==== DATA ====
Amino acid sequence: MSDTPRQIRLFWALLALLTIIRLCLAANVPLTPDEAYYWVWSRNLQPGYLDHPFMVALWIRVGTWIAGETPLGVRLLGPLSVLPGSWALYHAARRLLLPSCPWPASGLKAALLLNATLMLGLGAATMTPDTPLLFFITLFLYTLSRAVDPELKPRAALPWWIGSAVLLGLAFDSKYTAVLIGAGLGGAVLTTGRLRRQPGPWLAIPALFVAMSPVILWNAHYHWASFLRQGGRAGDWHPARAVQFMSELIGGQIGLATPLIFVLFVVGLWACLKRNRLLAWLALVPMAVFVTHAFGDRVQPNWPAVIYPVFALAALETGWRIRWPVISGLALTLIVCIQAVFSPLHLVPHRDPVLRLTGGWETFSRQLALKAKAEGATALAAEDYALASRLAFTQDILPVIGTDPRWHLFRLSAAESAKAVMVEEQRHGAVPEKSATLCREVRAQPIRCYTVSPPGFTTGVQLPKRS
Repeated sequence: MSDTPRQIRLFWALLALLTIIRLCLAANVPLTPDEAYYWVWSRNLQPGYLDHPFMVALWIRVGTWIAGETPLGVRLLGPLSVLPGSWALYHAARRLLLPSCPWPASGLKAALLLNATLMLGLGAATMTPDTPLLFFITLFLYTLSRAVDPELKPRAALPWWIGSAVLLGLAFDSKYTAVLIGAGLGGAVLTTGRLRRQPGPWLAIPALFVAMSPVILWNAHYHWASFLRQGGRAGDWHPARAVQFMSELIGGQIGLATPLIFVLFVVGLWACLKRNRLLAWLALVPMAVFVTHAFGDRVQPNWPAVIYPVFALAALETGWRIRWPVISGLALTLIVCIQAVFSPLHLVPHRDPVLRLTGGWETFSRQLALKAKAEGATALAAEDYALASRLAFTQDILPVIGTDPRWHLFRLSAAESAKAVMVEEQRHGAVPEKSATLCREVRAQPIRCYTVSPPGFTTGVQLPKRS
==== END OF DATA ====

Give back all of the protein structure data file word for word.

Amino acid sequence: MSDTPRQIRLFWALLALLTIIRLCLAANVPLTPDEAYYWVWSRNLQPGYLDHPFMVALWIRVGTWIAGETPLGVRLLGPLSVLPGSWALYHAARRLLLPSCPWPASGLKAALLLNATLMLGLGAATMTPDTPLLFFITLFLYTLSRAVDPELKPRAALPWWIGSAVLLGLAFDSKYTAVLIGAGLGGAVLTTGRLRRQPGPWLAIPALFVAMSPVILWNAHYHWASFLRQGGRAGDWHPARAVQFMSELIGGQIGLATPLIFVLFVVGLWACLKRNRLLAWLALVPMAVFVTHAFGDRVQPNWPAVIYPVFALAALETGWRIRWPVISGLALTLIVCIQAVFSPLHLVPHRDPVLRLTGGWETFSRQLALKAKAEGATALAAEDYALASRLAFTQDILPVIGTDPRWHLFRLSAAESAKAVMVEEQRHGAVPEKSATLCREVRAQPIRCYTVSPPGFTTGVQLPKRS
Repeated sequence: MSDTPRQIRLFWALLALLTIIRLCLAANVPLTPDEAYYWVWSRNLQPGYLDHPFMVALWIRVGTWIAGETPLGVRLLGPLSVLPGSWALYHAARRLLLPSCPWPASGLKAALLLNATLMLGLGAATMTPDTPLLFFITLFLYTLSRAVDPELKPRAALPWWIGSAVLLGLAFDSKYTAVLIGAGLGGAVLTTGRLRRQPGPWLAIPALFVAMSPVILWNAHYHWASFLRQGGRAGDWHPARAVQFMSELIGGQIGLATPLIFVLFVVGLWACLKRNRLLAWLALVPMAVFVTHAFGDRVQPNWPAVIYPVFALAALETGWRIRWPVISGLALTLIVCIQAVFSPLHLVPHRDPVLRLTGGWETFSRQLALKAKAEGATALAAEDYALASRLAFTQDILPVIGTDPRWHLFRLSAAESAKAVMVEEQRHGAVPEKSATLCREVRAQPIRCYTVSPPGFTTGVQLPKRS